I talked to City Councilwoman Donna Frye yesterday. She was pretty fired up about wanting to get the city to return to bimonthly billing of its residential water customers.

A bit of background: In 2002 the City Council and mayor decided to raise water rates. To make it seem like they hadn’t, they switched from sending residents a bill every other month to sending residents a bill every month.

So your water bill was actually smaller.

I’m surprised they didn’t send out a press release saying that they had actually cut residents’ water bills by nearly 50 percent.

The city, though, didn’t actually go check residents’ meters more often. To get the monthly bills, they estimate how much water we consume every other month.

Frye says it’s pretty clear that the estimate is high and residents are therefore being chronically overcharged.

She wants the city to switch back to bimonthly billing and stop this practice. She’s been unilaterally pushing this pet issue for a while.

“It’s not that much money, but it’s enough,” Frye said.

Fred Sainz, the spokesman for the mayor, confirmed that if the city switched to bimonthly billing and stopped estimating water bills for the months inspectors don’t actually read the water meters, the city would lose about $600,000.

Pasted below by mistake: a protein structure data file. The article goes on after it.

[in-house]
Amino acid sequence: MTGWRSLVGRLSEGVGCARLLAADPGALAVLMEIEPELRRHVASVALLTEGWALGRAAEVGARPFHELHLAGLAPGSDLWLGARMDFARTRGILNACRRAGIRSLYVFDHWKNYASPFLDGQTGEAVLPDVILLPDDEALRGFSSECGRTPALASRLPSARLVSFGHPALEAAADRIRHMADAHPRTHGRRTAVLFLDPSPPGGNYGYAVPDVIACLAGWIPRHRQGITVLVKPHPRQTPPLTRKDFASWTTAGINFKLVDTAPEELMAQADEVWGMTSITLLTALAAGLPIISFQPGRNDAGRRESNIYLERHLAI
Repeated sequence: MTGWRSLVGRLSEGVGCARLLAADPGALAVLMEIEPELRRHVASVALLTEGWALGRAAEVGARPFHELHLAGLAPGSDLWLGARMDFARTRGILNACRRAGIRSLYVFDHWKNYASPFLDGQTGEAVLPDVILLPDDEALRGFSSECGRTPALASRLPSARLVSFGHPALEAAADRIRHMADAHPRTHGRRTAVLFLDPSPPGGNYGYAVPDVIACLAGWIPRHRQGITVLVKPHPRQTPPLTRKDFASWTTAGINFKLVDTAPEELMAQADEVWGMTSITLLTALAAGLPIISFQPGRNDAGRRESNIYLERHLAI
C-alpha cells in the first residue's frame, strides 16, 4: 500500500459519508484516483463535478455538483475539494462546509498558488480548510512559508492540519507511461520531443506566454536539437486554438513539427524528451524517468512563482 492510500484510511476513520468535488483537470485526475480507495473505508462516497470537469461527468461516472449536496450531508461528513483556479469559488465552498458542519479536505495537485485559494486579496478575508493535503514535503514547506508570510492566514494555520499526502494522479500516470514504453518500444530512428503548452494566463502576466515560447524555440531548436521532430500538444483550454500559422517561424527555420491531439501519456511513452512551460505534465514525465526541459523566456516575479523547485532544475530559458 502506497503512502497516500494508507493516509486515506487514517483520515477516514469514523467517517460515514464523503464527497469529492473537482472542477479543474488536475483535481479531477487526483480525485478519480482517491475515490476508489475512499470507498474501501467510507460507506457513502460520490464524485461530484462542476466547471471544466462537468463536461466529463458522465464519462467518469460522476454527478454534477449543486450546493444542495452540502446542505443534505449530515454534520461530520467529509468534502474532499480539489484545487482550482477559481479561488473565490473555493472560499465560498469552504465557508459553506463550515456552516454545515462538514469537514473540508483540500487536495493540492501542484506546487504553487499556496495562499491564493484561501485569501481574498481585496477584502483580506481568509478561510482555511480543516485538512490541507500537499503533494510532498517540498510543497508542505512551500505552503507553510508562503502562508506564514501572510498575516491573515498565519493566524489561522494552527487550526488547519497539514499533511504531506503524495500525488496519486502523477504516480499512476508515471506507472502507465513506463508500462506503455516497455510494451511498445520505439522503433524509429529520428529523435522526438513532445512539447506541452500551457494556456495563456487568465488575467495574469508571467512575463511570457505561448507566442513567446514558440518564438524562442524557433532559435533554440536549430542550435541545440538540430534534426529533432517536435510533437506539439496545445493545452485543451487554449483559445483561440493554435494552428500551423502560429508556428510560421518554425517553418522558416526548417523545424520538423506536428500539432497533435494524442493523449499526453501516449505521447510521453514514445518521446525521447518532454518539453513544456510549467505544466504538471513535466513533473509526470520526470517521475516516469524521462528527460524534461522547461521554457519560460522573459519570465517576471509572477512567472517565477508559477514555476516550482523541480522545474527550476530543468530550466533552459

Frye counters that the city would save money not having to send out so many bills.

So where does the mayor stand?

“We ultimately may end at bimonthly billing,” Sainz said.


“The mayor is very concerned about the impact bimonthly billing will have on working class families in San Diego and their ability to save money to pay the bill,” Sainz said.

In other words, even though they’d be paying a bit less for water, the fact that the actual bill that they received would be bigger and come less often would just confuse them.



“The water department argues — and I think very effectively — that if you increase the rates, as we’re planning now, and then you go to bimonthly billing, people will have no sense of the impact of the rate increase we’re planning,” Sainz said. “They’d get confused.”


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